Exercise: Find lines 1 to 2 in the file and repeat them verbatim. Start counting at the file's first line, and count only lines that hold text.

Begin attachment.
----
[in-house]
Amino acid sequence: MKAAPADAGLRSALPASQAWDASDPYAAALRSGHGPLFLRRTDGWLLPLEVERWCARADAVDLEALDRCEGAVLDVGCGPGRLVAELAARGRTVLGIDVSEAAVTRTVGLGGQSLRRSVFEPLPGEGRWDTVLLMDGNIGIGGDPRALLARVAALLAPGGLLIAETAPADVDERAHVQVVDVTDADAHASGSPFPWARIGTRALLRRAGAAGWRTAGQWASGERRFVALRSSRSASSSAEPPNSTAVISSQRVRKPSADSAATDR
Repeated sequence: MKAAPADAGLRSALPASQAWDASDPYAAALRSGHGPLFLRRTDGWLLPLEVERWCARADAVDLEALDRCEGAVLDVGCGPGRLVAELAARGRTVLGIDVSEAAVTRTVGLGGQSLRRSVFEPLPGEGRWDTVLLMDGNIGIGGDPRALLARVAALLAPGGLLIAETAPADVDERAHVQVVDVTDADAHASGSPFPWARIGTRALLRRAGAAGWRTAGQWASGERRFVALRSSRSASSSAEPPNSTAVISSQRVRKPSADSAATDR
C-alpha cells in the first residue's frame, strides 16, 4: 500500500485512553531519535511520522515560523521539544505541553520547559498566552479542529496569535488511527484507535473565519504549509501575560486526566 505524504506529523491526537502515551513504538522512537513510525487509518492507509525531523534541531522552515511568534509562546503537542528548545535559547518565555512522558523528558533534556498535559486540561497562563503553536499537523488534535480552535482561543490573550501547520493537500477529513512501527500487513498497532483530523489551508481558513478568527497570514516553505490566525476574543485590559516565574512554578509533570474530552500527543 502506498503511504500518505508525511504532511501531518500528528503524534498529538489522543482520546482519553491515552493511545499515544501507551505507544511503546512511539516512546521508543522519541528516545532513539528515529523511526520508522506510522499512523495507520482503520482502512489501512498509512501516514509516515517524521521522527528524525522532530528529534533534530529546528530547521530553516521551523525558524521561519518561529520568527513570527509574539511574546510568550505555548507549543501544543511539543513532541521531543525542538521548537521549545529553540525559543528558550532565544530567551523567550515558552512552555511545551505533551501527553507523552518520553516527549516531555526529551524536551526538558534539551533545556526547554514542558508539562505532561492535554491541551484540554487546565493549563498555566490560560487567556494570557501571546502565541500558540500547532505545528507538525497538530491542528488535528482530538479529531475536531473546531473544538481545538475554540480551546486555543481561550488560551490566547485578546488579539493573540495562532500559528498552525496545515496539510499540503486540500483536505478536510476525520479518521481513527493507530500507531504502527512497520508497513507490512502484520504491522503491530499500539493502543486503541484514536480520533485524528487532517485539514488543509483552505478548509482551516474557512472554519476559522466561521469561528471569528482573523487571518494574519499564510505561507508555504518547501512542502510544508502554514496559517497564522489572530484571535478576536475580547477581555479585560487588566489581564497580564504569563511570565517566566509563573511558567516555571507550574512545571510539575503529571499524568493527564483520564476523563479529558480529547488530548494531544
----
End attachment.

[in-house]
Amino acid sequence: MKAAPADAGLRSALPASQAWDASDPYAAALRSGHGPLFLRRTDGWLLPLEVERWCARADAVDLEALDRCEGAVLDVGCGPGRLVAELAARGRTVLGIDVSEAAVTRTVGLGGQSLRRSVFEPLPGEGRWDTVLLMDGNIGIGGDPRALLARVAALLAPGGLLIAETAPADVDERAHVQVVDVTDADAHASGSPFPWARIGTRALLRRAGAAGWRTAGQWASGERRFVALRSSRSASSSAEPPNSTAVISSQRVRKPSADSAATDR